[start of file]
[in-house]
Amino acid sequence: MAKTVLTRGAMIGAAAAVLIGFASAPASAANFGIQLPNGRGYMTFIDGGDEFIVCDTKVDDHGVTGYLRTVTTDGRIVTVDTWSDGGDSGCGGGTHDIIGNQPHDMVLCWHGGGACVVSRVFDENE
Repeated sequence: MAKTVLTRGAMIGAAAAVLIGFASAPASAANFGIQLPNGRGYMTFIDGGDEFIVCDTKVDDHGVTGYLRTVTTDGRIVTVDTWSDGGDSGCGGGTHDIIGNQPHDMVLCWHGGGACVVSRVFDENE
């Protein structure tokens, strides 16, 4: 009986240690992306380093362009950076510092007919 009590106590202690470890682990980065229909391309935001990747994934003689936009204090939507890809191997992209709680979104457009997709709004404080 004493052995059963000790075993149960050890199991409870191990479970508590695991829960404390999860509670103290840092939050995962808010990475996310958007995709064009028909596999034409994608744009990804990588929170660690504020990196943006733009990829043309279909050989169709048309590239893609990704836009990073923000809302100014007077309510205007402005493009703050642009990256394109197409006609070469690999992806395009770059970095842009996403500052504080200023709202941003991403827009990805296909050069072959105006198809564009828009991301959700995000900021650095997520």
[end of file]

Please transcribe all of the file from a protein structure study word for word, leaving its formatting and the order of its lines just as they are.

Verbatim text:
[in-house]
Amino acid sequence: MAKTVLTRGAMIGAAAAVLIGFASAPASAANFGIQLPNGRGYMTFIDGGDEFIVCDTKVDDHGVTGYLRTVTTDGRIVTVDTWSDGGDSGCGGGTHDIIGNQPHDMVLCWHGGGACVVSRVFDENE
Repeated sequence: MAKTVLTRGAMIGAAAAVLIGFASAPASAANFGIQLPNGRGYMTFIDGGDEFIVCDTKVDDHGVTGYLRTVTTDGRIVTVDTWSDGGDSGCGGGTHDIIGNQPHDMVLCWHGGGACVVSRVFDENE
């Protein structure tokens, strides 16, 4: 009986240690992306380093362009950076510092007919 009590106590202690470890682990980065229909391309935001990747994934003689936009204090939507890809191997992209709680979104457009997709709004404080 004493052995059963000790075993149960050890199991409870191990479970508590695991829960404390999860509670103290840092939050995962808010990475996310958007995709064009028909596999034409994608744009990804990588929170660690504020990196943006733009990829043309279909050989169709048309590239893609990704836009990073923000809302100014007077309510205007402005493009703050642009990256394109197409006609070469690999992806395009770059970095842009996403500052504080200023709202941003991403827009990805296909050069072959105006198809564009828009991301959700995000900021650095997520």